Worry comes in all shapes and sizes and from different sources, but a common one is worry over one’s health symptoms.  Recently fueled by Covid-19, there is a great deal of awareness on physical conditions and now you find yourself conducting internet searches on symptoms. What you may find can turn out to be quite alarming and ignite anxiety.

Let’s say your stomach has been bothering you for a few days.  You decide to look it up online and put “stomach ache” in your search engine. Web MD tells you that it could be the flu or food poisoning, or some type of autoimmune disease or cancer.  Your anxiety kicks in.  You read article after article, hours on end which feed the “What if?” thoughts and begin to play loud and often.  And then comes the feelings- fear, dread, sadness, etc.

The interesting thing about the internet is that if you are looking for something you believe to be true, you will most certainly find it (even if it isn’t in fact true).  If your stomach issues are interpreted by you as colon cancer, and you continue to look into it, you will most certainly find evidence of a person who had that symptom and that condition.  It’s a perfect example of confirmation bias, which is that in general people acknowledge information that is congruent with their beliefs.  You could have colon cancer, and you also may not.

I’m not suggesting that you don’t use the internet as a source of information regarding symptoms A-Z.  It’s important to be your own health advocate and learn about possible conditions to bring forward to a medical professional.  What I’m instead recommending is not getting sucked down the rabbit hole of health literature that can lead to excessive time spent scrolling online feeding fears that aren’t reality and leading you to be stressed and anxious.

It may help to first recognize the role your brain has on assessing threat.  The thought that something may be an illness in your body is not in and of itself “bad” or “wrong.”  Your brain is signaling that something could be wrong and that you may be able to do something to fix it.  Your brain is assessing threat.  If you didn’t have this threat response at all, you may have not made the choice to go check something out with a doctor, or cross a street safely, or refrain from touching a hot stove. It’s when this threat response “misfires” and impairs your daily functioning, causes you loss of sleep, takes over your ability to focus on tasks, problem solve, make decisions, calm yourself and reset, that it would benefit from reflection.  Sometimes the amygdala in the brain that’s detecting threat is sensitive due to a past threat. Other times, it’s a new threat that is perceived as a threat because it’s new. Either way your brain is just trying to keep you safe.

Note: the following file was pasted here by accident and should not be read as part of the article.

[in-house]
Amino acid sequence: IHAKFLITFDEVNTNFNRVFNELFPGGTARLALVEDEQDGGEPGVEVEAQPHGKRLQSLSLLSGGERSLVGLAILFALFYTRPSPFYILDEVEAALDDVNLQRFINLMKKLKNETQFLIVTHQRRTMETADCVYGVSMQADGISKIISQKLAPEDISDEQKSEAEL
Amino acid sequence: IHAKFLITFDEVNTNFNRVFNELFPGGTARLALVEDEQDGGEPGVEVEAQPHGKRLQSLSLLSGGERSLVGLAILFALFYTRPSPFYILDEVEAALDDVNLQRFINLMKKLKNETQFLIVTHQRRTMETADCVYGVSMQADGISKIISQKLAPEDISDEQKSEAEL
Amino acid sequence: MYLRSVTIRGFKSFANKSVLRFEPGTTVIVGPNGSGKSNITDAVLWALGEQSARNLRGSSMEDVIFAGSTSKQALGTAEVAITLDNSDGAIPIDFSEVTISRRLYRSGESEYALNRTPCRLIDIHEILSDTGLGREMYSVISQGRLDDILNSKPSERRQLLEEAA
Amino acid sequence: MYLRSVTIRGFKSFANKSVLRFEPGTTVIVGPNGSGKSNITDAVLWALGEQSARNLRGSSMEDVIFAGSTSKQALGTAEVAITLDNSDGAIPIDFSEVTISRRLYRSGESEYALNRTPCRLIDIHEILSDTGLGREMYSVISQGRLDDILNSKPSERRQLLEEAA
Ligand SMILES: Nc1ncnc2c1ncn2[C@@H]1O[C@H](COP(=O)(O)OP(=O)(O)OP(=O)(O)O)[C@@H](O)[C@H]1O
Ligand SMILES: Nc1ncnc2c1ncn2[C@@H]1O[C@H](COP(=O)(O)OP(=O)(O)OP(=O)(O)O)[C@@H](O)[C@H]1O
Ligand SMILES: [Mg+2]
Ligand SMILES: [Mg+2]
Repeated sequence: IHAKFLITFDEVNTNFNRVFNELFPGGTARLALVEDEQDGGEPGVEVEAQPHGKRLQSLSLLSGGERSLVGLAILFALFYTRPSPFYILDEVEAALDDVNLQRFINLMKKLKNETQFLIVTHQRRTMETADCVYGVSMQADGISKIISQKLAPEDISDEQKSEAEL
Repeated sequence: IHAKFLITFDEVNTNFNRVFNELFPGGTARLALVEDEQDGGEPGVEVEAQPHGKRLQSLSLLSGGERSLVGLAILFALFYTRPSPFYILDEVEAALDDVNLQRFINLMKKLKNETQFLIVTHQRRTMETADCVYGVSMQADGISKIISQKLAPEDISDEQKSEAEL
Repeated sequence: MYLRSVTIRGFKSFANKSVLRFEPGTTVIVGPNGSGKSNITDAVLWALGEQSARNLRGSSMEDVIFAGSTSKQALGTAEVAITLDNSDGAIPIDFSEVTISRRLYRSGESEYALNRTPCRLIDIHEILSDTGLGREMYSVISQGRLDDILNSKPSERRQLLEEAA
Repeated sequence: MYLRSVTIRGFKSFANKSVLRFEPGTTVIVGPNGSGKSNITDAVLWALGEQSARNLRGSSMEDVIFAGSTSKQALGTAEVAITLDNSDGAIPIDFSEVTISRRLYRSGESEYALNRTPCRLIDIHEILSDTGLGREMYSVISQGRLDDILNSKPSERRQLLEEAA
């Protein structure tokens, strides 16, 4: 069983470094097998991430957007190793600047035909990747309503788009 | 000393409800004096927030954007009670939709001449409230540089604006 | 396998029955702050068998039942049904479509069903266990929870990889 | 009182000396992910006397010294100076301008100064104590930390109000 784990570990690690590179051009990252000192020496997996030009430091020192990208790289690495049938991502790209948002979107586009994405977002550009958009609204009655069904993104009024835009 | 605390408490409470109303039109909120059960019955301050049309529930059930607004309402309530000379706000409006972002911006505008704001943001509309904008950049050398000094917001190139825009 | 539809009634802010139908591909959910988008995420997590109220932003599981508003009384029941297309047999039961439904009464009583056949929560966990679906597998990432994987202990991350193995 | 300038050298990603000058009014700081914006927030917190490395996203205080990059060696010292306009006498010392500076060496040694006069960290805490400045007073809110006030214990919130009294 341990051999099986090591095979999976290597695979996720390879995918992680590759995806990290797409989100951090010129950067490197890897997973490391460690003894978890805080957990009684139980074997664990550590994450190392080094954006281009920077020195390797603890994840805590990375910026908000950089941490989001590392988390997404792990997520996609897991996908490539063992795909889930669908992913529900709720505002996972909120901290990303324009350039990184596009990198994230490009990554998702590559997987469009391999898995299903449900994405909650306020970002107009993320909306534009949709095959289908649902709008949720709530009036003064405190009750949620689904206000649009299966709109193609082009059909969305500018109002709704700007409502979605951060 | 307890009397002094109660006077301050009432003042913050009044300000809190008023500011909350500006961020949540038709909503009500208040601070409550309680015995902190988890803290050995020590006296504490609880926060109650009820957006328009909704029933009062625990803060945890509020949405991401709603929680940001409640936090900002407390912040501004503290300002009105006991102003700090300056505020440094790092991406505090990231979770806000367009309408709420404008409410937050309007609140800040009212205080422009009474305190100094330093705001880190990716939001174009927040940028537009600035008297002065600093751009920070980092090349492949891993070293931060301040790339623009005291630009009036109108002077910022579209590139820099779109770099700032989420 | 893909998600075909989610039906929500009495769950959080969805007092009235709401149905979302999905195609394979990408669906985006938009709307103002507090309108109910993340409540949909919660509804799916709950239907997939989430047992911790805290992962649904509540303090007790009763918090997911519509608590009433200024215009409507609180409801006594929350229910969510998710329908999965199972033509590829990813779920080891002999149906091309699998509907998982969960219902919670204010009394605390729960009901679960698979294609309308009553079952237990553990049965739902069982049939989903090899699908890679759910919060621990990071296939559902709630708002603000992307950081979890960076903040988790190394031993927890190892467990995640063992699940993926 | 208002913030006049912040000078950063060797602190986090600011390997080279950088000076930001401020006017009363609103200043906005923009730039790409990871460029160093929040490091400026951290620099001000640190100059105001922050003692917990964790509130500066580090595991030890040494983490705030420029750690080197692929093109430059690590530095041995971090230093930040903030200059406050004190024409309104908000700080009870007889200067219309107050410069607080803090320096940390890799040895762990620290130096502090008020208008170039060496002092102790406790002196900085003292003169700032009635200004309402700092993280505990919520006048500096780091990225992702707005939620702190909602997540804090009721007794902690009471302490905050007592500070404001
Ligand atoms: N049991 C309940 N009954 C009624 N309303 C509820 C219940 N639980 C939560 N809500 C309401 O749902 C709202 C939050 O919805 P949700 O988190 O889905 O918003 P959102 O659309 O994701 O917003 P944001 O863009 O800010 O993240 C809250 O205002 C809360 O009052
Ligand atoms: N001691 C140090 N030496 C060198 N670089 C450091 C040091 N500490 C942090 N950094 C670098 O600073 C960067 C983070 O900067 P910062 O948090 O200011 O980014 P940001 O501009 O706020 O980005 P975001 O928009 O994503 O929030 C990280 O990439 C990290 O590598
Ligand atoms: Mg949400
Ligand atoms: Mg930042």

How do you turn off the constant worry over health (yours or a loved one)?

  • Just like other intrusive thoughts, you distance yourself from it. Accept other thoughts to enter in.  You have an anxious thought, and then allow yourself to think of another random thought.  For example,” Oh look there I go thinking I have colon cancer. There is that thought.  Now I’m going to have another thought.  I’m thinking about watering the plants. That is another thought. Maybe I’ll think about a work task.”  Your thoughts are just thoughts, and not all of them are true or amazingly significant.
  • Notice the thought, give yourself a time limit of thinking about it (internet search maybe like 15 min max), and then gently shift to another thought that leads to action.

This could mean actively making an appointment with a doctor or planning a time in the near future to do so.  Or it could mean shifting focus from the anxious thought to doing a chore or work task, taking a walk outside and noticing elements in nature, listening to music, talking to someone.

  • Postpone the worry. Tell yourself you will give it some more thought later in the day, give it a time.  When that limit the amount of time to think about it- 10 or 15 min. and problem solve some ways you can address the concern.
  • Think about “Better but Believable” (Dr. Jennifer Abel) thoughts that aren’t as stressful than the original worry.  “I have cancer” can turn into “I may have the stomach flu” or “I might have food poisoning.” “If I’m ill I will get treatment to feel better.”

Your physical and mental health are important and should not be ignored.  Be careful about the temptation to search for quick explanations online that may take more comprehensive research by professionals.

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